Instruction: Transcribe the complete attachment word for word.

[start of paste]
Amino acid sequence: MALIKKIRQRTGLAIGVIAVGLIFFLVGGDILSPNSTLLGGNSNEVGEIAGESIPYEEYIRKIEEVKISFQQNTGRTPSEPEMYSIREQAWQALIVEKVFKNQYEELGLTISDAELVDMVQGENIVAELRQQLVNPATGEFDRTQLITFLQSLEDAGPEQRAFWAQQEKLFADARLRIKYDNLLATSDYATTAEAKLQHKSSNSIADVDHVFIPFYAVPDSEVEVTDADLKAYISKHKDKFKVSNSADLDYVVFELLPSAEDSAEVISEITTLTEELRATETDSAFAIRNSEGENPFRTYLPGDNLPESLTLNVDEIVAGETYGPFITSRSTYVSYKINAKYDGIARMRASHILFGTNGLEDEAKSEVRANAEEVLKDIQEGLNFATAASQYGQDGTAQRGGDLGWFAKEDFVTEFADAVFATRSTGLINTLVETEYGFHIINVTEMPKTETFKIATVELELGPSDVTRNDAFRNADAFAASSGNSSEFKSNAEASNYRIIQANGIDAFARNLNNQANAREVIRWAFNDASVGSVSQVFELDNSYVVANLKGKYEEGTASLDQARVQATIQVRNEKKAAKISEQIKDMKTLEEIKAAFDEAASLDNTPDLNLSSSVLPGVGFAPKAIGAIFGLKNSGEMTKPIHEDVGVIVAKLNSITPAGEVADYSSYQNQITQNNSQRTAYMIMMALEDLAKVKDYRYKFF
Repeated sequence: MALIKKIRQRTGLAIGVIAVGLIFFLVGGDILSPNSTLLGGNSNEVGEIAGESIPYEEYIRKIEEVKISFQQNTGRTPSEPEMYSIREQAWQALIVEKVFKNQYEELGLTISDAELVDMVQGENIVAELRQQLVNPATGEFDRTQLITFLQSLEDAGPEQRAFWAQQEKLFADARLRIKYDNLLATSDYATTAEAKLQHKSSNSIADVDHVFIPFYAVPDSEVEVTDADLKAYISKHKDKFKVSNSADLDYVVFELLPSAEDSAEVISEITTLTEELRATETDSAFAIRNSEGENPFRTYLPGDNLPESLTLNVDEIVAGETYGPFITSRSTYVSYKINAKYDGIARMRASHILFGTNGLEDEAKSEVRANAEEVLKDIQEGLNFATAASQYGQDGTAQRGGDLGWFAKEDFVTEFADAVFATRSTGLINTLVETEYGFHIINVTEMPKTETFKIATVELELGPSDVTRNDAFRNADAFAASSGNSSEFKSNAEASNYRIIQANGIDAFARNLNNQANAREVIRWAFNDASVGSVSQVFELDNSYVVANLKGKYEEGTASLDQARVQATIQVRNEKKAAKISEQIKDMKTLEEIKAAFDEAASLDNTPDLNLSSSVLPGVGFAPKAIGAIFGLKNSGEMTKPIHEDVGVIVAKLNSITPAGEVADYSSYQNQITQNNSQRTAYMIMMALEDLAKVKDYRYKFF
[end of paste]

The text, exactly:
Amino acid sequence: MALIKKIRQRTGLAIGVIAVGLIFFLVGGDILSPNSTLLGGNSNEVGEIAGESIPYEEYIRKIEEVKISFQQNTGRTPSEPEMYSIREQAWQALIVEKVFKNQYEELGLTISDAELVDMVQGENIVAELRQQLVNPATGEFDRTQLITFLQSLEDAGPEQRAFWAQQEKLFADARLRIKYDNLLATSDYATTAEAKLQHKSSNSIADVDHVFIPFYAVPDSEVEVTDADLKAYISKHKDKFKVSNSADLDYVVFELLPSAEDSAEVISEITTLTEELRATETDSAFAIRNSEGENPFRTYLPGDNLPESLTLNVDEIVAGETYGPFITSRSTYVSYKINAKYDGIARMRASHILFGTNGLEDEAKSEVRANAEEVLKDIQEGLNFATAASQYGQDGTAQRGGDLGWFAKEDFVTEFADAVFATRSTGLINTLVETEYGFHIINVTEMPKTETFKIATVELELGPSDVTRNDAFRNADAFAASSGNSSEFKSNAEASNYRIIQANGIDAFARNLNNQANAREVIRWAFNDASVGSVSQVFELDNSYVVANLKGKYEEGTASLDQARVQATIQVRNEKKAAKISEQIKDMKTLEEIKAAFDEAASLDNTPDLNLSSSVLPGVGFAPKAIGAIFGLKNSGEMTKPIHEDVGVIVAKLNSITPAGEVADYSSYQNQITQNNSQRTAYMIMMALEDLAKVKDYRYKFF
Repeated sequence: MALIKKIRQRTGLAIGVIAVGLIFFLVGGDILSPNSTLLGGNSNEVGEIAGESIPYEEYIRKIEEVKISFQQNTGRTPSEPEMYSIREQAWQALIVEKVFKNQYEELGLTISDAELVDMVQGENIVAELRQQLVNPATGEFDRTQLITFLQSLEDAGPEQRAFWAQQEKLFADARLRIKYDNLLATSDYATTAEAKLQHKSSNSIADVDHVFIPFYAVPDSEVEVTDADLKAYISKHKDKFKVSNSADLDYVVFELLPSAEDSAEVISEITTLTEELRATETDSAFAIRNSEGENPFRTYLPGDNLPESLTLNVDEIVAGETYGPFITSRSTYVSYKINAKYDGIARMRASHILFGTNGLEDEAKSEVRANAEEVLKDIQEGLNFATAASQYGQDGTAQRGGDLGWFAKEDFVTEFADAVFATRSTGLINTLVETEYGFHIINVTEMPKTETFKIATVELELGPSDVTRNDAFRNADAFAASSGNSSEFKSNAEASNYRIIQANGIDAFARNLNNQANAREVIRWAFNDASVGSVSQVFELDNSYVVANLKGKYEEGTASLDQARVQATIQVRNEKKAAKISEQIKDMKTLEEIKAAFDEAASLDNTPDLNLSSSVLPGVGFAPKAIGAIFGLKNSGEMTKPIHEDVGVIVAKLNSITPAGEVADYSSYQNQITQNNSQRTAYMIMMALEDLAKVKDYRYKFF